How can I remove a certain line from history's database?


12 Answers 12


You need to log out and back in or run history -a so the current history is committed to disk.

Then just edit the file ~/.bash_history.

  • 21
    If the HISTFILE environment variable is set, the history file isn't ~/.bash_history but rather ${HISTFILE}.
    – Karolos
    Commented Apr 3, 2013 at 22:34
  • 21
    Entries are written into the history file when you exit the shell. Therefore, after entering a command that you'd like to remove, you need to either log out and back in, or use 'history -d xxxx' to remove them from the current shell session.
    – harmic
    Commented Jan 24, 2014 at 0:19
  • 3
    but how would you delete the record of editing the history file?
    – chiliNUT
    Commented Jul 23, 2014 at 19:54
  • 5
    @chiliNUT: Just start your command (e.g. vim ~/.bash_history) with a space; commands starting with a space usually don't get logged (see $HISTCONTROL).
    – cYrus
    Commented Jul 23, 2014 at 20:34
  • I don't think thats the case in my distribution, but in general that makes sense
    – chiliNUT
    Commented Jul 23, 2014 at 22:29

You can achieve removal from the history file using the commandline in two steps:

  1. Typing history -d <line_number> deletes a specified line from the history in memory.
  2. Typing history -w writes the current in-memory history to the ~/.bash_history file.

The two steps together remove the line permanently from the in-memory history and from the .bash_history file as well.

  • 9
    how to delete the last history -w from history?
    – Midhun KM
    Commented Mar 5, 2015 at 9:01
  • 1
    @KrIsHnA edit ~/.bash_history manually Commented May 23, 2015 at 6:51
  • 7
    Or add a space before it to prevent it from being added, as in @tao's answer
    – Mark
    Commented Aug 18, 2015 at 8:28
  • To find <line_number> just history | grep [unwanted_content] to get a list with all the lines containing [unwanted_content] (like passwords).
    – AvL
    Commented Sep 18, 2017 at 15:23
  • How do you delete multiple (specific) lines (by id) ?
    – Pathros
    Commented Jun 19, 2018 at 17:38

To prevent a command from being added to the history in the first place, make sure that the environment variable HISTCONTROL contains among its colon-separated values the value ignorespace, for example (add e.g. to .bashrc):

$ export HISTCONTROL=ignorespace

This will prevent any command with a leading space from being added to the history. You can then clear the history completely by running

$  history -c -w
  ^-- additional space character

First of all, if the command you're about to issue is sensitive, unsafe, or you just don't need it cluttering up your history, it is best/quickest to just prevent it from entering the history in the first place. Make sure that $HISTCONTROL contains ignorespace:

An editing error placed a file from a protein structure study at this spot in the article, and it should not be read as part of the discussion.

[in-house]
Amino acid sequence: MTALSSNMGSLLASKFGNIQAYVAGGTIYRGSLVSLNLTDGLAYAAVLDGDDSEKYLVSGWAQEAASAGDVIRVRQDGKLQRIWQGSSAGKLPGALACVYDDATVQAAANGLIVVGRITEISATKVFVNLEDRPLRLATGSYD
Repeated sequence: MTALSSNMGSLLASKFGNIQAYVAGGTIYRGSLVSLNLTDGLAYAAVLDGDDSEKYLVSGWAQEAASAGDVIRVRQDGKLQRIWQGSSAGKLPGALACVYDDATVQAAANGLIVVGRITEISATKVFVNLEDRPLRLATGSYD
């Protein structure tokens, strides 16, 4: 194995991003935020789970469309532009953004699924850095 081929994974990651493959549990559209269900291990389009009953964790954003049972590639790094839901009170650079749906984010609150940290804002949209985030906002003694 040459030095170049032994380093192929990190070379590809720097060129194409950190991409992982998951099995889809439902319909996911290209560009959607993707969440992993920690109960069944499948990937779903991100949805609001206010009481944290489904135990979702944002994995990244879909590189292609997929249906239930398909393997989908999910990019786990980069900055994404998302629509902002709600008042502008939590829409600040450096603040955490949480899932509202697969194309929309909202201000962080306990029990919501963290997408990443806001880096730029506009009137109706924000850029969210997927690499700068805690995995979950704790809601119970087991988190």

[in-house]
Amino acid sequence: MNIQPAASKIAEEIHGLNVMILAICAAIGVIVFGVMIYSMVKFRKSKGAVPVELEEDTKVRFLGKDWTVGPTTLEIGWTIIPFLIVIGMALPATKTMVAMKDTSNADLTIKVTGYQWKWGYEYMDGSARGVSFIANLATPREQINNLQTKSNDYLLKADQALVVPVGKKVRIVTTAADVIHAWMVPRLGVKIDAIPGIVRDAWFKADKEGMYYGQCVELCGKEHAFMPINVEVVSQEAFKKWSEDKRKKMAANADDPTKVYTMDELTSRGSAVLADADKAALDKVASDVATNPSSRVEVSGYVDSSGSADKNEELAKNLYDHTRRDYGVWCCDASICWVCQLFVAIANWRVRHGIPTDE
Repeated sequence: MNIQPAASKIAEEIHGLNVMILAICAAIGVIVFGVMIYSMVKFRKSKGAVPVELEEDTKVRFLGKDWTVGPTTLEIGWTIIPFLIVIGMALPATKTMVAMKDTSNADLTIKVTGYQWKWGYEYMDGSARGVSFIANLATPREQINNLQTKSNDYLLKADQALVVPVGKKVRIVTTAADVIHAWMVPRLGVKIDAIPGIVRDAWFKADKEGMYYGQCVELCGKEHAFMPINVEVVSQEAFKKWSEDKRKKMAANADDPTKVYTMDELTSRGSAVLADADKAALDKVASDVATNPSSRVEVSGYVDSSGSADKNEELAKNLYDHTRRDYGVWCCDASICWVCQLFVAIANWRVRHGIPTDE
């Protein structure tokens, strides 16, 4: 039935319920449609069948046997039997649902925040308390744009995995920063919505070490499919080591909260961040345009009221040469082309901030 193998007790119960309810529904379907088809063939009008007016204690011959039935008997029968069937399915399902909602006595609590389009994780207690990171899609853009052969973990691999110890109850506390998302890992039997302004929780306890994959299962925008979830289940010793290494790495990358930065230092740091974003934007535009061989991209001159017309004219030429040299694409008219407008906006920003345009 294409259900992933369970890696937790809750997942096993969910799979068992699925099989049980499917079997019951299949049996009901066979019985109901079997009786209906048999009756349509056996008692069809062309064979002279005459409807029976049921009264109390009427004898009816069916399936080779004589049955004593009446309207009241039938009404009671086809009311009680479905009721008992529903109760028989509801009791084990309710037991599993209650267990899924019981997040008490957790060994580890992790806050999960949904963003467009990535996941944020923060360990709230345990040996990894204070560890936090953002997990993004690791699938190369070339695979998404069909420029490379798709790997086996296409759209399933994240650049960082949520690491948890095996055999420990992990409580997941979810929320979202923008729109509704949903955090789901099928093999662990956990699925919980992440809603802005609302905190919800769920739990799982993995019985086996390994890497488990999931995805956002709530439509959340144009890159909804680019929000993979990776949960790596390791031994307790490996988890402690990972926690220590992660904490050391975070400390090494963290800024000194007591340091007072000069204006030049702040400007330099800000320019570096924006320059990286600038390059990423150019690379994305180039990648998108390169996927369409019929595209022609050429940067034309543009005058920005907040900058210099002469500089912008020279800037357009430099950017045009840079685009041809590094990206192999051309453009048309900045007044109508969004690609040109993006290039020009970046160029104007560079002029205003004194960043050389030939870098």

(bash)$ echo $HISTCONTROL

Then proceed any command you don't want in your history with a space:

(bash)$  sensitive-cmd-with --password 82cf7dfe
(bash)$  rm -r... # One-off recursive remove; mustn't be accidentally repeated!

If you accidentally put an unwanted command into history, providing that your bash session is still open, the command hasn't yet touched the disk. To delete the previous command in history, issue:

(bash)$  history -d $((HISTCMD-1))

Note the leading space; this command requires ignorespace, otherwise it'll just delete itself!

If you want to delete the last few commands, find the last and first history number:

(bash)$  history 5
  598  ok
  599  sensitive
  600  unsafe
  601  doesn\'t-work
  602  otherwise-unwanted

In this case 602 and 599. Then issue:

(bash)$  for i in {602..599}; do history -d $i; done

(Without ignorespace, it would be 603..599.)

If you don't want any history from your current session to hit the disk, exit using:

(bash)$ kill -9 $$

The approach so far is to not even let sensitive history items be written to disk for extra security, because in theory data deleted from non-volatile media can still be recovered.

If, however, the command(s) you wish to remove are from a previous session, they will have already been appended to the $HISTFILE on exit. Manipulating the history with the above commands will still only append the remaining new items to the $HISTFILE, on exit. To overwrite the $HISTFILE with the current session's view of the entire history, right now, issue:

(bash)$  history -w

Of course for history items already on disk, the alternative to editing the history with history -d commands then issuing history -w, is to edit the $HISTFILE with a text editor.

  • 1
    ”Manipulating the history with the above commands will still only append the remaining new items to the $HISTFILE, on exit.” Actually, this isn't exactly true. It seems to only append remaining new items that ‘stick out’ from the original history length. E.g. If I remove 5 original items and add 15 new, only the last 10 new are appended, whereas I'd expect all 15 new to be appended. I think this is a bug because I can't see how this is ever desirable functionality. Commented Jun 19, 2013 at 15:59
  • 1
    I guess bash takes note of the original length. On session close, it presumably appends items whose number is greater than this value. If this value was decremented every time an item is deleted whose number is less than or equal to this value, it would work as expected. ;-) Commented Jun 19, 2013 at 16:06

Several techniques:

Prevent sensitive information from being stored in the history file

If you've entered some password on a command line, then realize that all commands are logged, you could either:

  1. Force exit the current session without saving history:

     kill -9 $$

    This will drop all current history.

    1. As correctly pointed out by S0AndS0'comment, another way is to modify history file name:

  2. Type ↑ (up arrow) in the open bash session until the sensitive information is shown, then use line editing keystrokes like Ctrl+W to delete the sensitive info, and then ↓ (down arrow) until a new empty line is prompted, before typing Enter.

Delete sensitive information from the history file

If you realize that sensitive information is already stored, and you want to delete it, but not your entire history:

A simple sed command could do the job: